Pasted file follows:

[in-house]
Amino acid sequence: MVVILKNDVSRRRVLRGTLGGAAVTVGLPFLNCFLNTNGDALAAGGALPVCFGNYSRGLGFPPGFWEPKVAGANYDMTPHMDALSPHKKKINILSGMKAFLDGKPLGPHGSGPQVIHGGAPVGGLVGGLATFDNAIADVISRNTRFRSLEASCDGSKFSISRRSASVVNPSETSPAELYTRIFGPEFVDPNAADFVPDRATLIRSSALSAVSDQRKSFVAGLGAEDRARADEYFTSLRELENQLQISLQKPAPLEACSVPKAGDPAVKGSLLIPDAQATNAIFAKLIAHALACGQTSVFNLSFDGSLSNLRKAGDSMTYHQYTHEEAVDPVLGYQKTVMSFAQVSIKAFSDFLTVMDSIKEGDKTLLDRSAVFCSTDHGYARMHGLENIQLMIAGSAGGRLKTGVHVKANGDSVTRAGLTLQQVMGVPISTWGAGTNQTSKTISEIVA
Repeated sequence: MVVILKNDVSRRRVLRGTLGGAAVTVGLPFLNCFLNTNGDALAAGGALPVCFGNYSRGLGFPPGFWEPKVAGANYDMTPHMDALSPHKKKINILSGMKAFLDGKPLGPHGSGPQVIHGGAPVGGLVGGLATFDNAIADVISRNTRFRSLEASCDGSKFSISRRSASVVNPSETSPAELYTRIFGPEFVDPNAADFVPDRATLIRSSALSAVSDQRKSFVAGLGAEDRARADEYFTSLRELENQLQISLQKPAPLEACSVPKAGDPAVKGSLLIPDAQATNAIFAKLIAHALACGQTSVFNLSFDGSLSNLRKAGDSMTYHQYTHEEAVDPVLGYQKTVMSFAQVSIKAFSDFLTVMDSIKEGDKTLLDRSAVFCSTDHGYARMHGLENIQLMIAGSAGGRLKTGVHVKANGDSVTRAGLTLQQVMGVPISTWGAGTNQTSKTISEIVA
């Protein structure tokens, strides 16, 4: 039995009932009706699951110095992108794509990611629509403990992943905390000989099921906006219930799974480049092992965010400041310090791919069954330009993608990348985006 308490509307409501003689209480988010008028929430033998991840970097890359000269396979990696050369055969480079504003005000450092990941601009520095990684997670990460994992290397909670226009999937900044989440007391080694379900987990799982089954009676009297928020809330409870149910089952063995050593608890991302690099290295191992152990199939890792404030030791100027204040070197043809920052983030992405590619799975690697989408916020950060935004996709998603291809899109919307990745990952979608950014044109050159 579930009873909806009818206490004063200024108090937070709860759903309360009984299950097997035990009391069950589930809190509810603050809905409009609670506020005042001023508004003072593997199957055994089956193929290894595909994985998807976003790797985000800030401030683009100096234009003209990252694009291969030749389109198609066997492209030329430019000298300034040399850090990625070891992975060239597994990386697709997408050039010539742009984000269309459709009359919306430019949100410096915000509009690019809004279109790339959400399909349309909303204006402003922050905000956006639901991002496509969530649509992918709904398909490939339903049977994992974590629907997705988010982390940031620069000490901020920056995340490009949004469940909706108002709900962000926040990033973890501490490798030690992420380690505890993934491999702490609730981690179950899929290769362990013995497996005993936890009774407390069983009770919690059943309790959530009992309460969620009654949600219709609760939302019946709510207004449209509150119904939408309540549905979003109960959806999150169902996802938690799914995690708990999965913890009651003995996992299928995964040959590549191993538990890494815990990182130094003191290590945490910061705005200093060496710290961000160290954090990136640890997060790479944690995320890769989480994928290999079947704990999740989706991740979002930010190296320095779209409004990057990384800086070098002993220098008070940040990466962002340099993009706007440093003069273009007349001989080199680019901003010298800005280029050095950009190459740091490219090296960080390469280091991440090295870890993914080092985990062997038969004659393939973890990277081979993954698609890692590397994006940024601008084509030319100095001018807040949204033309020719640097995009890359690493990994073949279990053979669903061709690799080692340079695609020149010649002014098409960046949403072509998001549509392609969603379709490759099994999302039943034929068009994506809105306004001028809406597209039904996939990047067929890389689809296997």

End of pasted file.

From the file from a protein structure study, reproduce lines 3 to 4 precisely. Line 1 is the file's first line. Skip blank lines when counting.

Repeated sequence: MVVILKNDVSRRRVLRGTLGGAAVTVGLPFLNCFLNTNGDALAAGGALPVCFGNYSRGLGFPPGFWEPKVAGANYDMTPHMDALSPHKKKINILSGMKAFLDGKPLGPHGSGPQVIHGGAPVGGLVGGLATFDNAIADVISRNTRFRSLEASCDGSKFSISRRSASVVNPSETSPAELYTRIFGPEFVDPNAADFVPDRATLIRSSALSAVSDQRKSFVAGLGAEDRARADEYFTSLRELENQLQISLQKPAPLEACSVPKAGDPAVKGSLLIPDAQATNAIFAKLIAHALACGQTSVFNLSFDGSLSNLRKAGDSMTYHQYTHEEAVDPVLGYQKTVMSFAQVSIKAFSDFLTVMDSIKEGDKTLLDRSAVFCSTDHGYARMHGLENIQLMIAGSAGGRLKTGVHVKANGDSVTRAGLTLQQVMGVPISTWGAGTNQTSKTISEIVA
């Protein structure tokens, strides 16, 4: 039995009932009706699951110095992108794509990611629509403990992943905390000989099921906006219930799974480049092992965010400041310090791919069954330009993608990348985006 308490509307409501003689209480988010008028929430033998991840970097890359000269396979990696050369055969480079504003005000450092990941601009520095990684997670990460994992290397909670226009999937900044989440007391080694379900987990799982089954009676009297928020809330409870149910089952063995050593608890991302690099290295191992152990199939890792404030030791100027204040070197043809920052983030992405590619799975690697989408916020950060935004996709998603291809899109919307990745990952979608950014044109050159 579930009873909806009818206490004063200024108090937070709860759903309360009984299950097997035990009391069950589930809190509810603050809905409009609670506020005042001023508004003072593997199957055994089956193929290894595909994985998807976003790797985000800030401030683009100096234009003209990252694009291969030749389109198609066997492209030329430019000298300034040399850090990625070891992975060239597994990386697709997408050039010539742009984000269309459709009359919306430019949100410096915000509009690019809004279109790339959400399909349309909303204006402003922050905000956006639901991002496509969530649509992918709904398909490939339903049977994992974590629907997705988010982390940031620069000490901020920056995340490009949004469940909706108002709900962000926040990033973890501490490798030690992420380690505890993934491999702490609730981690179950899929290769362990013995497996005993936890009774407390069983009770919690059943309790959530009992309460969620009654949600219709609760939302019946709510207004449209509150119904939408309540549905979003109960959806999150169902996802938690799914995690708990999965913890009651003995996992299928995964040959590549191993538990890494815990990182130094003191290590945490910061705005200093060496710290961000160290954090990136640890997060790479944690995320890769989480994928290999079947704990999740989706991740979002930010190296320095779209409004990057990384800086070098002993220098008070940040990466962002340099993009706007440093003069273009007349001989080199680019901003010298800005280029050095950009190459740091490219090296960080390469280091991440090295870890993914080092985990062997038969004659393939973890990277081979993954698609890692590397994006940024601008084509030319100095001018807040949204033309020719640097995009890359690493990994073949279990053979669903061709690799080692340079695609020149010649002014098409960046949403072509998001549509392609969603379709490759099994999302039943034929068009994506809105306004001028809406597209039904996939990047067929890389689809296997």